I couldn’t resist posting this photo of a tiny green garden spider being very industrious waiting for its prey on these native orchid flowers. Sorry the spider is not quite in focus but I love the spider’s stance with the legs ready to pounce on some unexpectant bug.
The spider changed its position hoping its new position would be less noticeable.
This caterpillar caught my eye with its striking colours. I haven’t been able to identify it yet, I hope it grows into a beautiful butterfly.
Spring is such a great time in the garden!
The Gondwana Coast is abundant with shallow water marine invertebrate fossils, of which the Ulladulla area is a part. At low tide, an ancient world is exposed on the Ulladulla rock platforms.
During the summer months, guided walks are provided by volunteers. At other times, adventurous fossickers may locate fossils in the rock platforms.
These shell fossils are easily identified.
This is my favourite, it could be a lamp shell. As I am in no way an expert on fossils, my identification of these photos are only suggestions. A pamphlet is available from the Visitor’s Centre in Ulladulla.
This could be a sea fan.
This is interesting. Maybe it is a sea lily, or it could be a ‘trace fossil’ from the track of a worm.
There are also interesting rock formations like this one which seem to be of a great significance to the formation of the area.
These images are from a small part of the area. Next trip we will explore further. Not everyone is interested in fossils. I find it fascinating and wish I had listened more carefully in Geology!
The ‘summer that wasn’t’ has officially ended, but I did manage to enjoy one week of summer on a recent trip to the South Coast. This time we spent a week relaxing in Ulladulla/Mollymook and surrounding areas.
Ulladulla is a fishing port, 226kms south of Sydney. The town may be not the most glamorous coastal village but it certainly makes up for it in natural beauty.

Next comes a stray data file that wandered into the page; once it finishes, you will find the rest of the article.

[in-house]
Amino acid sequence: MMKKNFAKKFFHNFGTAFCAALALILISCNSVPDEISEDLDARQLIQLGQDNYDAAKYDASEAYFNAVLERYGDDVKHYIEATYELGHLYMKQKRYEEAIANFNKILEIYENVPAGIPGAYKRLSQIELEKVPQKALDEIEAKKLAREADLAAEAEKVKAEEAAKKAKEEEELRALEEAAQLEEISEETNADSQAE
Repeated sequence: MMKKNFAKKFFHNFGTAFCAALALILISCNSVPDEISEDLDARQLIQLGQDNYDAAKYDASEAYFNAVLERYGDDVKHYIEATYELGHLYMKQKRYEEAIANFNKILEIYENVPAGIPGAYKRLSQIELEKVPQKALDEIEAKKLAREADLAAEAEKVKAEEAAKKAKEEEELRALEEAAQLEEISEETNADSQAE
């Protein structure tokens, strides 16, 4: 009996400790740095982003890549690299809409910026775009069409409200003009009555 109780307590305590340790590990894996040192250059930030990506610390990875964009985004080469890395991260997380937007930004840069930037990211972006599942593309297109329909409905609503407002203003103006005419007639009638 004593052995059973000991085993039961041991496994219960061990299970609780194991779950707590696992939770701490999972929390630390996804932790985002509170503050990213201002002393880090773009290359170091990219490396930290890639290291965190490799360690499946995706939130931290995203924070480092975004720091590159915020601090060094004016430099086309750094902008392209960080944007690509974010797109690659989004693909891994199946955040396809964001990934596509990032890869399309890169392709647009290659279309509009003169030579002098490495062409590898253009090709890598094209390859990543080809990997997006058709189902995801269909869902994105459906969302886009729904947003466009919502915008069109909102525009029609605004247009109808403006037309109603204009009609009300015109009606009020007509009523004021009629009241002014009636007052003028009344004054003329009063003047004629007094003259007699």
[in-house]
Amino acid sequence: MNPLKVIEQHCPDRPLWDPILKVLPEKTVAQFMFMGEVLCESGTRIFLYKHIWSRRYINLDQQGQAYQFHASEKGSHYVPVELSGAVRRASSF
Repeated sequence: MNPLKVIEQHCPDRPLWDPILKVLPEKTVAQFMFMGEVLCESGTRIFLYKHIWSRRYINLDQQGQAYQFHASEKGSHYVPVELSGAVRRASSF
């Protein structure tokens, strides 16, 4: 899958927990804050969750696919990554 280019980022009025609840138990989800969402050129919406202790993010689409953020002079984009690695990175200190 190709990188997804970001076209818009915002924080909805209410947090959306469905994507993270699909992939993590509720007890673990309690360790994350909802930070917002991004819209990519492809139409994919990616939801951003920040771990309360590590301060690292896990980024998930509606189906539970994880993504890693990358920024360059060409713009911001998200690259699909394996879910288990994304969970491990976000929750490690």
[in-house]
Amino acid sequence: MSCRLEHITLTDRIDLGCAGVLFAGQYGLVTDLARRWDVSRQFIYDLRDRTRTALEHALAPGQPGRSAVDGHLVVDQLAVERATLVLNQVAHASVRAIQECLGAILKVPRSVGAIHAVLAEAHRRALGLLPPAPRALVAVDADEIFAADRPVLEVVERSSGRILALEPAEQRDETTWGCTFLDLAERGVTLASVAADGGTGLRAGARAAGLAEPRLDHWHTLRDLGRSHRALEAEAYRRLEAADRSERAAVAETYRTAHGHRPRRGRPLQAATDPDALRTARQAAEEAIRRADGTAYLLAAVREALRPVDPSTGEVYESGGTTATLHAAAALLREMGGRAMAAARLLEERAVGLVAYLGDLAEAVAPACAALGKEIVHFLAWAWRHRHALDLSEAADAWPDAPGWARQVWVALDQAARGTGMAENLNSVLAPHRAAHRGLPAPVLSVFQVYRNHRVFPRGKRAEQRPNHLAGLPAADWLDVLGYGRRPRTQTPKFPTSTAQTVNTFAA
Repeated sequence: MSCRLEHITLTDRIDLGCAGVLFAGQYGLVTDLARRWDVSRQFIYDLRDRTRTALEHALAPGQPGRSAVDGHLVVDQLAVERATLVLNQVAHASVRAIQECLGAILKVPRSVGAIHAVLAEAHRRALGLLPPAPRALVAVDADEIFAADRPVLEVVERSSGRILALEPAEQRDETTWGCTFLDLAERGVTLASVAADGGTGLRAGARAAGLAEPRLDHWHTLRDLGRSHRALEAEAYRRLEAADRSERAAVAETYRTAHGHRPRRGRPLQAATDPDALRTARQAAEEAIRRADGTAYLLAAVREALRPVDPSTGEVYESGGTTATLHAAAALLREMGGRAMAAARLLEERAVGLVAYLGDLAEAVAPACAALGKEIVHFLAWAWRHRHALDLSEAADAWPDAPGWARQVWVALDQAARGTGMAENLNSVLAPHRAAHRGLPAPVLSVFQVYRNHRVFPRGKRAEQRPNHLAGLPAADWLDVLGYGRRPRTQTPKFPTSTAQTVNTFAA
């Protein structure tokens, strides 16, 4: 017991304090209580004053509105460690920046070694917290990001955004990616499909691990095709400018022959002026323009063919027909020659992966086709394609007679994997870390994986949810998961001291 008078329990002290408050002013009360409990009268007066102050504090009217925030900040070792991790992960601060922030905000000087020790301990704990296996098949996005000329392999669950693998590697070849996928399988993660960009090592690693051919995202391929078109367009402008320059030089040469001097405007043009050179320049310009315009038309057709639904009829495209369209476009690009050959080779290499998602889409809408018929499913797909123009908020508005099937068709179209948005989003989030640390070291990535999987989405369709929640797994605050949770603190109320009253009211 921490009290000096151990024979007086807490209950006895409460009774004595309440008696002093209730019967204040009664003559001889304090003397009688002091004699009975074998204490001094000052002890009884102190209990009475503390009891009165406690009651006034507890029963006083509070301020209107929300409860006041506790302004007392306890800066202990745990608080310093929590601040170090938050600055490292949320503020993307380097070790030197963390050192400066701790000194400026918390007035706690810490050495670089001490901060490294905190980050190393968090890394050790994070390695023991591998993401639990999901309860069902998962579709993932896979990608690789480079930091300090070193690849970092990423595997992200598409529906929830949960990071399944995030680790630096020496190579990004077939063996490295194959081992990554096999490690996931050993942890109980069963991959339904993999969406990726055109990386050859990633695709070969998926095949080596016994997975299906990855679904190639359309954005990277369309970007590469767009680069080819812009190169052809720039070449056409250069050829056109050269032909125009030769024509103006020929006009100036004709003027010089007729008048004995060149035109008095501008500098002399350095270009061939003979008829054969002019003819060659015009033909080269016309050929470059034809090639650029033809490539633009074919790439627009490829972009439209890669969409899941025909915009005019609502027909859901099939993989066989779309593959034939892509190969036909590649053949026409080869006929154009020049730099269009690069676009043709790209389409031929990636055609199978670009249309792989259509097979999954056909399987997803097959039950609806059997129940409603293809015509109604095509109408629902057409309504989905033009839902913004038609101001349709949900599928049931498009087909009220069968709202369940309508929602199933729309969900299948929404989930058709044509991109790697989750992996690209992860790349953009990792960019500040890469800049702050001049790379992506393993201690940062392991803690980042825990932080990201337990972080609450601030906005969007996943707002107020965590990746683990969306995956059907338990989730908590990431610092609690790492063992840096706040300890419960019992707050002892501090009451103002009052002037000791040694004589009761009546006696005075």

Every day was near perfect summer weather, even an afternoon ‘southerly buster’ thrown in. Each morning we looked out to see the sunrise or in the north, glimpses of the sea through these fabulous trees. Throughout the day their trunks would change colour depending on the angle of the sun. They remind me of an artist’s impression of the tree.
Breakfast would have to wait until our morning walk, usually along Mollymook Beach.
I love the colour of this piece of sea lettuce washed up on the sand.The birds were enjoying the early morning as well!
All day could be spent on the beach. The temperature was perfect with a gentle breeze to keep it from being too hot. My favourite time is at low tide when the waves are the right size for me, especially at North Mollymook. The water temperature was perfect! But there is more to do at Ulladulla at low tide! More about that later.
Recently when moving boxes in the garage I came across one of residents. It was well camouflaged on the bricks.
It was …..
a leaf tailed gecko.
We see them often when we clear out the garage. They like the cool, dark areas. They are nocturnal and feed on insects. Unlike other geckos they have long toes but no toe pads. About 12cm in length, it is difficult at first glance to tell its head from its tail. The tail disguised to look like a leaf! Although covered in spines the gecko is harmless. It does make a sharp hissing noise if threatened.
We are pleased to know they are still around.